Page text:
|Publication number||US7242173 B2|
|Application number||US 10/930,188|
|Publication date||Jul 10, 2007|
|Filing date||Aug 31, 2004|
|Priority date||Aug 31, 2004|
|Also published as||DE102005039671A1, US20060043959|
|Publication number||10930188, 930188, US 7242173 B2, US 7242173B2, US-B2-7242173, US7242173 B2, US7242173B2|
|Inventors||James L. Cavoretto|
|Original Assignee||Fluke Corporation|
|Export Citation||BiBTeX, EndNote, RefMan|
|Patent Citations (21), Non-Patent Citations (1), Referenced by (9), Classifications (9), Legal Events (2) |
|External Links: USPTO, USPTO Assignment, Espacenet|
Combined test instrument probe and voltage detector
US 7242173 B2
A voltage detector is combined with a test instrument probe to provide an indication of the presence of a.c. voltage when the test instrument probe approaches or comes in contact with a source of a.c. voltage.
1. A test instrument probe, comprising:
a probe body housing a conductive member, wherein at least a portion of said conductive member defines an electrically conductive probe tip; and
a voltage detector being mounted on the probe body, said voltage detector having means for detecting a voltage, and a voltage indicator responsive to said detected voltage,
wherein said means for detecting a voltage is a sensing element coupled to a detector circuit, said sensing element electrically insulated from said conductive member.
2. A test instrument probe in accordance with claim 1 wherein said sensing element is disposed adjacent said electrically conductive probe tip and insulated therefrom.
3. A combined test instrument probe and voltage detector, comprising:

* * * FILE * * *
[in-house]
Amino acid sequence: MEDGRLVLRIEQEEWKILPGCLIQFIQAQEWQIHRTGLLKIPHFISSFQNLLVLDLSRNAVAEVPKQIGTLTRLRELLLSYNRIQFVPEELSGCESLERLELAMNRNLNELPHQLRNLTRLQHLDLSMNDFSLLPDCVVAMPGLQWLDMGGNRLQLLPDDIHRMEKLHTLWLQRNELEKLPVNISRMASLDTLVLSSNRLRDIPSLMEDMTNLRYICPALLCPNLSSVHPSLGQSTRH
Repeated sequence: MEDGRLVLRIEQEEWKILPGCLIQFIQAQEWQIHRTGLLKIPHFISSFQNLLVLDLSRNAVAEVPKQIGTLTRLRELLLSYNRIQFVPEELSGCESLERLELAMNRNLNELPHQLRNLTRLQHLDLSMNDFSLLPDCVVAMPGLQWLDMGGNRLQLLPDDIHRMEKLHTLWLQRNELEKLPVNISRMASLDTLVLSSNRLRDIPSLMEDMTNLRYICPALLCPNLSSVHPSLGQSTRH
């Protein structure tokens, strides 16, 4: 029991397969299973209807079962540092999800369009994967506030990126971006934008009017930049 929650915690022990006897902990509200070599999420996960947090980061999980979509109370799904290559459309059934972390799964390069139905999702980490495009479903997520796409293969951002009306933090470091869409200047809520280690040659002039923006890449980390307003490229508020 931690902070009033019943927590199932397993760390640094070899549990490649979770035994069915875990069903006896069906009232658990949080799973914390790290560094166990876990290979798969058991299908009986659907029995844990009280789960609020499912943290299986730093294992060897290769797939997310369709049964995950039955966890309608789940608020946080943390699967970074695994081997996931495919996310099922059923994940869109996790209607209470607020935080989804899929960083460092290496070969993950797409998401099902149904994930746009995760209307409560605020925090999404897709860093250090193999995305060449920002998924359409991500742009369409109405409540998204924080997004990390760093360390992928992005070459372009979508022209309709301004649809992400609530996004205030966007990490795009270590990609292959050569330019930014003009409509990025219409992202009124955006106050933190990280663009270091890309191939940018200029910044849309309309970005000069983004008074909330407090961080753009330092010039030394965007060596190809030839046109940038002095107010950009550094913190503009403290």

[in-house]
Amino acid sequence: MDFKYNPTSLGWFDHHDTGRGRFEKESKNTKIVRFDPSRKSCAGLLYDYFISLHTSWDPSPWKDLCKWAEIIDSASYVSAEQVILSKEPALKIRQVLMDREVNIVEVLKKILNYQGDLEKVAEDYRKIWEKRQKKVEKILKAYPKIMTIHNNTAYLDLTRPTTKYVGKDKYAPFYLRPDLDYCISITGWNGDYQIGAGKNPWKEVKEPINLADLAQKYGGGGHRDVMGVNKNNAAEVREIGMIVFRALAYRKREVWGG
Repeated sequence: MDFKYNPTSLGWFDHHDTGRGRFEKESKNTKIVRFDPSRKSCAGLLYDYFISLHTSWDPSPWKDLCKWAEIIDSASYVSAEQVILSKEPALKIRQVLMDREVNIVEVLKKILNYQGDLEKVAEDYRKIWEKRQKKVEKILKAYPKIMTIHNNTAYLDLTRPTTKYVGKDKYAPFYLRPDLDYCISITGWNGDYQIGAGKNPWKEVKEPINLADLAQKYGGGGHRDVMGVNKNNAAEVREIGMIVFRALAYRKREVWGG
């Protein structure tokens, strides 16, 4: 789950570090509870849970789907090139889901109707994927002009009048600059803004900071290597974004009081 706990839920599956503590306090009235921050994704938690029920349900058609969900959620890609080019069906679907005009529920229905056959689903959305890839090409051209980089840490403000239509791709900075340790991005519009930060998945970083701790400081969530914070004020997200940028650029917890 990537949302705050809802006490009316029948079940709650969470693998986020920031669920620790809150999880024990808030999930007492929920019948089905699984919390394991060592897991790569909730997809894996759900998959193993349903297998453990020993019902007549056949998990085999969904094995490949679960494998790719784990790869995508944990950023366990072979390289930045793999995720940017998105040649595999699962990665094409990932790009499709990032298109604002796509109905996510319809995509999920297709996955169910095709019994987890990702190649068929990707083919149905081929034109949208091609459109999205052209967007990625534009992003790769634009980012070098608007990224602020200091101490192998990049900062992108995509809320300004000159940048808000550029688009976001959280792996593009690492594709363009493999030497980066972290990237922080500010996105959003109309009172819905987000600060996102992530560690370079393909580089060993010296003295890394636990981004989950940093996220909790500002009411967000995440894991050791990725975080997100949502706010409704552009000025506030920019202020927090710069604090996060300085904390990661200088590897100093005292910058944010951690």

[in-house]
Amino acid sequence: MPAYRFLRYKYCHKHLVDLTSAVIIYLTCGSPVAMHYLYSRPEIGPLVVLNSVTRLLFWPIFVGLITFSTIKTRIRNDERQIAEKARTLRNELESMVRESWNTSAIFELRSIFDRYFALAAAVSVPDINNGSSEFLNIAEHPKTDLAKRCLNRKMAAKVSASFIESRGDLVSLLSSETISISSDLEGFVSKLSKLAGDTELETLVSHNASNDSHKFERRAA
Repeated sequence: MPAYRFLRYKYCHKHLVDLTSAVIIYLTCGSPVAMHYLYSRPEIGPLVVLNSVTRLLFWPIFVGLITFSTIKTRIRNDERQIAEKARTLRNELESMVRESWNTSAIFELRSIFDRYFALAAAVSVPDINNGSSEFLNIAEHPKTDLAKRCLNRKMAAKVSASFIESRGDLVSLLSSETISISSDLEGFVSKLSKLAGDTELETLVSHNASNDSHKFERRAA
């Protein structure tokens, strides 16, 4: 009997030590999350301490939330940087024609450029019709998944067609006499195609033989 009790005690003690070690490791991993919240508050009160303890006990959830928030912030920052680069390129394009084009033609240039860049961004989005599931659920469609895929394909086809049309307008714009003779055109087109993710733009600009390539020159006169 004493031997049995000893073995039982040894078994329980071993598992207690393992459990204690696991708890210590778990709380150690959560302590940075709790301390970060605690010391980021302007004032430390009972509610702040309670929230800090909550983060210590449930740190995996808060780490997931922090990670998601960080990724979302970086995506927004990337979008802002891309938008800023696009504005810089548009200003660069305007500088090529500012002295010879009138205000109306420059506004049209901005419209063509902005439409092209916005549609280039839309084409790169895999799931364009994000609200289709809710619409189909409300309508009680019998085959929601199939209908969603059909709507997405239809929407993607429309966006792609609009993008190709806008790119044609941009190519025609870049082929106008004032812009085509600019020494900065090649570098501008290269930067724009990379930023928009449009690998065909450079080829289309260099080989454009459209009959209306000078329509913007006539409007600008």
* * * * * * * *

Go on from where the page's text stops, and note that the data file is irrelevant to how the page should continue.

an elongated probe body having a longitudinal axis;
a conductive member disposed along said longitudinal axis, wherein at least a portion of said conductive member extends from said probe body to define an electrically conductive probe tip; and
a voltage detector disposed in juxtaposition with said conductive member, said voltage detector including means for detecting a voltage, and a voltage indicator responsive to said detected voltage,
wherein said means for detecting a voltage is a sensing element coupled to a detector circuit, said sensing element electrically insulated from said conductive member.
4. A combined test instrument probe and voltage detector in accordance with claim 3 wherein said sensing element is disposed adjacent said electrically conductive probe tip and insulated therefrom.
5. A combined test instrument probe and voltage detector in accordance with claim 4 wherein said means for detecting a voltage is an electrically conductive contacting tip coupled to a detector circuit.
BACKGROUND OF THE INVENTION
This invention relates generally to test instrument probes, and in particular to a combined test instrument probe and voltage detector.
Test instruments such as digital multimeters, analog volt-ohmmeters, oscilloscopes and the like are used to measure electrical parameters such as a.c. and d.c. voltages and currents. Test probes are used to connect test instruments to electrical or electronic circuits so that measurements may be made. A problem exists in situations where an instrument user connects a probe to a potentially dangerous a.c. voltage source and gets no reading when in fact a high voltage is present. This non-reading situation may arise from broken or disconnected test leads, broken a.c. receptacles, or even when the test instrument is in a different measuring mode from that intended. Incorrect readings or an indication that no voltage is present when in fact a dangerous voltage exists may create a dangerous situation for the user relying on the instrument.